LibLink: Sal Brinton; The NHS can’t work without a sustainable social care system

As the NHS turned 70 this week, Sal Brinton looked back at the development of social care policy and outlined the Government’s failings:

… since 2015, the new Conservative Government has dithered and delayed, repeatedly promising that they would sort out the social care funding problem.

We still await the Green Paper promised in the Conservative 2017 Manifesto – with a side skirmish of the Dementia Tax, a form of inverse Dilnot, which so outraged voters it was dropped mid election.

Councils have faced massive cuts to all services, including making £6bn savings in adult social care since 2010. They are still being asked to make more each year at the same time as coping with increased numbers of elderly in their communities. Worse, one of Seebohm’s key pillars, public health, has taken a double hit, with £200m cut in 2015 and a further reduction of £331m proposed.

The numbers are shocking enough, but the reality of reductions in funding is reduction in services to vulnerable adults, increased charges to clients, and distressing waits for people to be discharged from hospital to receive care in their communities.

It is also affecting our NHS minute by minute, hour by hour, day by day.

The recent announcement by the Government to rename the Department of Health into the Department of Health and Social Care on its own will do nothing without the funding.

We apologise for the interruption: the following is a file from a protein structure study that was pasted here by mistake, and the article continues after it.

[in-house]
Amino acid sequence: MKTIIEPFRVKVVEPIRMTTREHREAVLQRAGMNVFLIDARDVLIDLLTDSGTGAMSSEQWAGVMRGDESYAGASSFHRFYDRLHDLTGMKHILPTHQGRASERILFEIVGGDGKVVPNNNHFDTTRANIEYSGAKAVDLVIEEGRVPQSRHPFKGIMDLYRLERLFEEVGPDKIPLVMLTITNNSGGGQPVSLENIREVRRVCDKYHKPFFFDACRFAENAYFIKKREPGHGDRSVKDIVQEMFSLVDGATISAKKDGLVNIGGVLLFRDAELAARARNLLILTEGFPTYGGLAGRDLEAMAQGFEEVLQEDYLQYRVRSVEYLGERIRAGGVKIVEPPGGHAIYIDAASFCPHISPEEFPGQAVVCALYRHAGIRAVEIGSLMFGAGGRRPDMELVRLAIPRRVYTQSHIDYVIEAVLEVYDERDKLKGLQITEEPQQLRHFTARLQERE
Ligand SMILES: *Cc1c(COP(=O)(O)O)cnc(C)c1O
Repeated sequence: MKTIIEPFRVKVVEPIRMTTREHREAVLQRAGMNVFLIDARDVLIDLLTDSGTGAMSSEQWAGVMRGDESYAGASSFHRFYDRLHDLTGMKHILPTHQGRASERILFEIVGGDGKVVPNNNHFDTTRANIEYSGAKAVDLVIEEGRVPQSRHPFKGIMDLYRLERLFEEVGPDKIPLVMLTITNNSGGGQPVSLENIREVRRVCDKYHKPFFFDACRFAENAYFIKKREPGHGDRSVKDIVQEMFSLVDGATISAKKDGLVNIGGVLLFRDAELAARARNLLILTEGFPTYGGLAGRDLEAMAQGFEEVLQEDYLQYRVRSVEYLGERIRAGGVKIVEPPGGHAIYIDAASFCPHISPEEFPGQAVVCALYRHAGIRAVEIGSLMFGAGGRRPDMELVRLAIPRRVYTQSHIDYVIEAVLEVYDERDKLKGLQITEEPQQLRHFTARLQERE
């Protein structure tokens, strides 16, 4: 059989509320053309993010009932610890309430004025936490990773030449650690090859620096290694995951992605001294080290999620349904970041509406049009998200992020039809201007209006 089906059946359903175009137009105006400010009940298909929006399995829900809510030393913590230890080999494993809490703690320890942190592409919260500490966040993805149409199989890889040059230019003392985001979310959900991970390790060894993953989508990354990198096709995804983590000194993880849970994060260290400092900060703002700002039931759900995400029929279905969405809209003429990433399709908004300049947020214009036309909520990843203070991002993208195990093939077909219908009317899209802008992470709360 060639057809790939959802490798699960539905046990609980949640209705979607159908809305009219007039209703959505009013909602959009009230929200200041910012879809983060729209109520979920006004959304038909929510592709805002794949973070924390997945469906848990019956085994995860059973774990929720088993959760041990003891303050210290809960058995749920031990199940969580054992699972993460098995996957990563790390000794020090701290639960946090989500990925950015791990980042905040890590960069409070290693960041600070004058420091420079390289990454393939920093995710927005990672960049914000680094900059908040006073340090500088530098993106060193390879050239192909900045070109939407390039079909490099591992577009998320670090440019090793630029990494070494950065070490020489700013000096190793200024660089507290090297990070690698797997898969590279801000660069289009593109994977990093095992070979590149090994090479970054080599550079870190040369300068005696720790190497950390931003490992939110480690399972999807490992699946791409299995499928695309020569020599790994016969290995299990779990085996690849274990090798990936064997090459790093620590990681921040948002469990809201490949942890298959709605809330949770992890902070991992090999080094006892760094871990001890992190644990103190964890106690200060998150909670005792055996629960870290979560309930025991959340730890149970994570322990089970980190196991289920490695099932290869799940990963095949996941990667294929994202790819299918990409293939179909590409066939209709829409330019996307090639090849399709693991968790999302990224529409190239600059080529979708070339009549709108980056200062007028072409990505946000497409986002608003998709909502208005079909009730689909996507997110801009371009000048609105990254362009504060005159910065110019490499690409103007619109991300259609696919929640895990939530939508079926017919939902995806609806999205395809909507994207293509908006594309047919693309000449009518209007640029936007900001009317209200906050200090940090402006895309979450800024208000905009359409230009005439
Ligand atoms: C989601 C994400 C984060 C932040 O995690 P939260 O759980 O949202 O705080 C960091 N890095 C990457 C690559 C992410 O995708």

You can read the whole article here.

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3 Comments

  • William Fowler 9th Jul '18 - 6:40am

    “Politicians talked as if tax cuts were the normal state of British politics.”
    Except the tax take went up as taxes fell and the reverse will happen if taxes go up by the large amount that is suggested. The legacy we are going to leave our children post Brexit is falling tax revenues and the need for some much deeper cuts to compensate. By all means work out a decent combined health/social care budget, inflation proof it and ring-fence it but then the serious business of fairly spending the rest of the money (a lot less that is currently spent) has to be sorted out.

    Scotland is integrating health and social care, why no analysis of how increased social care spending is saving health money? How many people actually need social care (it is a surprisingly small number given our aged population) and how much is currently being spent and how much of that is wasted on private agencies? Before trying to tax the populace into oblivion some sensible analysis of current spending is needed.

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